As the Boks jetted off to Queensland without Rassie Erasmus, the director of rugby encouraged the team to focus on the “main thing” in his absence. Here’s a timeline of how things have played out after his controversial video came to light.
This past Thursday, it was confirmed that Erasmus will stay in South Africa for at least the initial stages of the Rugby Championship fixtures in Australia as he awaits his fate at a World Rugby misconduct hearing.
World Rugby’s hearing of director of rugby Erasmus and SA Rugby also began this week, after they were formally charged following his producing a video in which he criticised match officials during the series against the British & Irish Lions.
During the video, Erasmus highlighted a host of officiating discrepancies in the first Test of the series, which was handled by Australian Nic Berry.
If found guilty, Erasmus’ punishments could range from a fine to even having the Springboks stripped of their series victory over the Lions.
The toll of the fallout from the video has now entered the spotlight as coach Jacques Nienaber stated that Erasmus would remain in South Africa in order to allow the team to focus on the competition at hand.
Commenting on a picture of the team on the plane to Australia, Erasmus said on social media: “All clear for the main thing”, referencing the mantra of allowing the “main thing to stay the main thing” that was so central to the team’s successful 2019 World Cup campaign.
Lekka!! All clear for the “main thing” https://t.co/ztpFF753Te
— Rassie Erasmus (@RassieRugby) August 26, 2021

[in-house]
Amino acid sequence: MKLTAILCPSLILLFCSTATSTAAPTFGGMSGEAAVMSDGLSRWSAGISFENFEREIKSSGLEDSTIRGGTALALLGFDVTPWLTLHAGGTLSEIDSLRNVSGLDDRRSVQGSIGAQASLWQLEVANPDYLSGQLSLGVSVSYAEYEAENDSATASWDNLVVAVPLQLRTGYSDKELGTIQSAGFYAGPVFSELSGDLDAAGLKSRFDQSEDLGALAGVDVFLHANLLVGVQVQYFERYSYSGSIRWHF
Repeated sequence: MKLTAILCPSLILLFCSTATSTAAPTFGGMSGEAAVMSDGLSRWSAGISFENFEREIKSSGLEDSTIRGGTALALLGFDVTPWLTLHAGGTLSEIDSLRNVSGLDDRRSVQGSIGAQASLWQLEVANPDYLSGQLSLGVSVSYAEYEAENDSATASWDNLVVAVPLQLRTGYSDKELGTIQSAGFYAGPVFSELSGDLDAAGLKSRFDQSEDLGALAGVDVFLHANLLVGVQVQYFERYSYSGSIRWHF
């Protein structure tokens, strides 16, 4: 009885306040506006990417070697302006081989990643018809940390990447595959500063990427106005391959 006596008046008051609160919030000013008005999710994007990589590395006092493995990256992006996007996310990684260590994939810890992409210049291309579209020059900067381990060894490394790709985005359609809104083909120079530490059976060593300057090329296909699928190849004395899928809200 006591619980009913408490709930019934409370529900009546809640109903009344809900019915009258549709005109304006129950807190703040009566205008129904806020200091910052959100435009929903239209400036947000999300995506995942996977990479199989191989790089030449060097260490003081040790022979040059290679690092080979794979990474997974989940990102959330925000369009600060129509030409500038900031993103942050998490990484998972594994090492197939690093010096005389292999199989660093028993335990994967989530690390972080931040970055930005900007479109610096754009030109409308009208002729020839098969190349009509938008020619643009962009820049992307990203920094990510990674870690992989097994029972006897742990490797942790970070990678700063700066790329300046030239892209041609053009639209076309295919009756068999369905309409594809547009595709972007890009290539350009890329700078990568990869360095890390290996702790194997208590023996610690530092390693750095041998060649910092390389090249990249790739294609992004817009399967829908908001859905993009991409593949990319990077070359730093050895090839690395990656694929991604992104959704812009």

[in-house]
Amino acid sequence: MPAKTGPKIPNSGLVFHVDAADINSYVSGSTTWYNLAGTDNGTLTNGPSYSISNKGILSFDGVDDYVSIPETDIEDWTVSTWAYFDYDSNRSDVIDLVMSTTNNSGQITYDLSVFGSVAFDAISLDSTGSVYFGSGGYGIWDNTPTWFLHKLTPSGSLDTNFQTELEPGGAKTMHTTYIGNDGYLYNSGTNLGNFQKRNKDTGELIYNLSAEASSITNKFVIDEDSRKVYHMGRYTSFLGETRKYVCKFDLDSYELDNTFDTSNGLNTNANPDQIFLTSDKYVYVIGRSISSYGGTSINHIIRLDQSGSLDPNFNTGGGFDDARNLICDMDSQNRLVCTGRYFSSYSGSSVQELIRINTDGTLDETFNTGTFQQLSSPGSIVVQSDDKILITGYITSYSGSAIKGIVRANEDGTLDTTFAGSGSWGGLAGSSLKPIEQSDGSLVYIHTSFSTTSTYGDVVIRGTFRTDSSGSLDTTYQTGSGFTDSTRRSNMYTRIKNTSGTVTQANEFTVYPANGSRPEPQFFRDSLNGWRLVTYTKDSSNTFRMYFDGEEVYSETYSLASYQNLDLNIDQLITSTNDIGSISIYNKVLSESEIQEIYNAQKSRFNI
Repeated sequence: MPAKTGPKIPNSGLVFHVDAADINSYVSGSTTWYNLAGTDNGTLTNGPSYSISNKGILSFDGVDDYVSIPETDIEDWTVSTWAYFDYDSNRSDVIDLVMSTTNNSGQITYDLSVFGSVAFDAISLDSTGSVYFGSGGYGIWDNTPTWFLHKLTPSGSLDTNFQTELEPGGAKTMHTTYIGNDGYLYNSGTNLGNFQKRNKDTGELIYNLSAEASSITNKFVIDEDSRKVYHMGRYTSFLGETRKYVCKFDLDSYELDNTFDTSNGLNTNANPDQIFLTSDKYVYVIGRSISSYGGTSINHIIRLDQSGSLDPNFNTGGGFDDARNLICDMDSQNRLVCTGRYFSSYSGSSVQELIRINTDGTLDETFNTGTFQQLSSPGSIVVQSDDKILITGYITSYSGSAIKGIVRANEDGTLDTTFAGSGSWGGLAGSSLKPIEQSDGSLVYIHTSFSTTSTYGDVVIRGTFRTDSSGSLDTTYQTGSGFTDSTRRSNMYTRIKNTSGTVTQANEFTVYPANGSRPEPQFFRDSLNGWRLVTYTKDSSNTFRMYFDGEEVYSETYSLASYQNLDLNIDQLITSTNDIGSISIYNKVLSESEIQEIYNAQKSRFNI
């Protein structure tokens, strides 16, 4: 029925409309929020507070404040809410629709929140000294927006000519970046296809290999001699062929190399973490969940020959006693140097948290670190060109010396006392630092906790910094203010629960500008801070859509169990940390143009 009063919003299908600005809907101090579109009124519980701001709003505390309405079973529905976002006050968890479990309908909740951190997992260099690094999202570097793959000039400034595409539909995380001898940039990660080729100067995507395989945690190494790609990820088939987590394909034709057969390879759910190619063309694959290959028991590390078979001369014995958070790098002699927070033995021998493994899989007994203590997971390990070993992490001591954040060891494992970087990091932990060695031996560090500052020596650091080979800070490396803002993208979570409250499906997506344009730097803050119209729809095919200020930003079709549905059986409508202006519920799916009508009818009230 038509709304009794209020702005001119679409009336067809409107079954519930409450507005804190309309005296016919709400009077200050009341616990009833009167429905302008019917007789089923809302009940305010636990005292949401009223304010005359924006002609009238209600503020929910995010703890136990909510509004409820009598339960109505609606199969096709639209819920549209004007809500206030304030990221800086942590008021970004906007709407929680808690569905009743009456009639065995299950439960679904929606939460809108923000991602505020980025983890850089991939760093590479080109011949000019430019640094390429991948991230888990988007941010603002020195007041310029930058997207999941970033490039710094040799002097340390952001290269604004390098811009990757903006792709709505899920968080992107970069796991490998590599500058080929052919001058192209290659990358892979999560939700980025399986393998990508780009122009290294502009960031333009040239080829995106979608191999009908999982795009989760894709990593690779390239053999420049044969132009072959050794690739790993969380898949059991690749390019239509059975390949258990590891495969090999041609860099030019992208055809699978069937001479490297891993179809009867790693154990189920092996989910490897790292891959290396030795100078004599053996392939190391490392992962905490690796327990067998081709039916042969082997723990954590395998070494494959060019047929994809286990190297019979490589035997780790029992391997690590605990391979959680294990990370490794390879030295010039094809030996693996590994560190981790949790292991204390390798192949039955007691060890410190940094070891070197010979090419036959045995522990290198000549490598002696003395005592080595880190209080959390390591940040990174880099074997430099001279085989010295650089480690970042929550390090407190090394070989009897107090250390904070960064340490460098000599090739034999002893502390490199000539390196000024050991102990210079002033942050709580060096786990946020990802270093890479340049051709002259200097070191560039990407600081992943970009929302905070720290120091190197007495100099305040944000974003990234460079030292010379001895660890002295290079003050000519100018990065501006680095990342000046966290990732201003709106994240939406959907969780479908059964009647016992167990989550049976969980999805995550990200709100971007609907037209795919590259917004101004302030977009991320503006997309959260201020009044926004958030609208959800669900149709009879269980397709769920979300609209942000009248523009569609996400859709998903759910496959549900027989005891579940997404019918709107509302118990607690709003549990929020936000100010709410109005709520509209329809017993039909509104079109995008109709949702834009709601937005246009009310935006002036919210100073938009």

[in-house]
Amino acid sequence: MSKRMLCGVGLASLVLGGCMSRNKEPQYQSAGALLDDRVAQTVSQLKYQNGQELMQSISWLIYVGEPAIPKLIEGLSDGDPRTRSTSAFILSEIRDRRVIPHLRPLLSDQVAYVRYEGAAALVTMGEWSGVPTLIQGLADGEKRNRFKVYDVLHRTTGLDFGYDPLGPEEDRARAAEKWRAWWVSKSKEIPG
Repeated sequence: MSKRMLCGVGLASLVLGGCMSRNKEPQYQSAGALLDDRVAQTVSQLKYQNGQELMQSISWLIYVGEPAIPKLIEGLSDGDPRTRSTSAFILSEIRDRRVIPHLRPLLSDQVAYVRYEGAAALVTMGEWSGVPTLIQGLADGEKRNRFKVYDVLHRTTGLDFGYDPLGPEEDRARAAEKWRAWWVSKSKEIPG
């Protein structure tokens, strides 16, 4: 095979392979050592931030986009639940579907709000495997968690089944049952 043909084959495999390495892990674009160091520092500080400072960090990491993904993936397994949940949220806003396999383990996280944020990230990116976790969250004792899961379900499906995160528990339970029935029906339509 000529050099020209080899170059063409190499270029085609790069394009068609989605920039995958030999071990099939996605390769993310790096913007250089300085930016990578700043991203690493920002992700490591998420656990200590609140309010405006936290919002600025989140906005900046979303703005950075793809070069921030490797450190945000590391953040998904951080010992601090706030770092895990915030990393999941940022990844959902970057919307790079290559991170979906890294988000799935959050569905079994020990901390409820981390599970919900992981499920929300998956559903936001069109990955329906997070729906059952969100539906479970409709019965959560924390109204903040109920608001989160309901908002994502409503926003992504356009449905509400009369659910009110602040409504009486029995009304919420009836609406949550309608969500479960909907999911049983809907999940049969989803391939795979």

Timeline to recap unfolding of events:
Thursday, 22 July – World Rugby appoints Marius Jonker as TMO for the Test series after Brendon Pickerill is forced to withdraw because of Covid-19 disruption.
Friday, 23 July – One day before the first Test, reports emerge simultaneously in all major British & Irish news outlets that Gatland is ‘furious’ about Jonker’s appointment.
Saturday, 24 July – First Test. A number of controversial refereeing decisions and inconsistencies go against the Springboks. Siya Kolisi later admits he felt disrespected by referee Nic Berry.
Sunday, 25 July – Springbok management attempt to contact World Rugby and Nic Berry for clarity. WR doesn’t respond, while Erasmus later states that Nic Berry was “asleep” at the time he tried to get hold of him the Sunday after the first Test.
Monday, 26 July – The new training week starts for the Springboks but World Rugby has yet to provide any feedback from Saturday’s game.
Tuesday, 27 July – With only three on-field training sessions remaining before the second Test, World Rugby provides its feedback from the first Test. Erasmus makes the now infamous video in response to what he deemed to be insufficient clarity.
Thursday, 29 July – Erasmus’ video to World Rugby is leaked online.
Saturday, 31 July – Second Test. The Springboks bounce back with a convincing victory in an ill-spirited affair with plenty of off-the-ball incidents.
Monday, 2 August – World Rugby confirms that both Erasmus and SA Rugby will face a disciplinary hearing as a result of the leaked video.
Saturday, 7 August – Third Test. Springboks seal the series with a 19-16 victory in the final Test.
Tuesday, 24 August – Erasmus’ disciplinary hearing commences. His lawyers maintain that he did not leak the video.
Thursday, 26 August – Springboks release a media statement saying that Erasmus would not be travelling with the side to Australia for the Rugby Championship to allow the players to remain focused.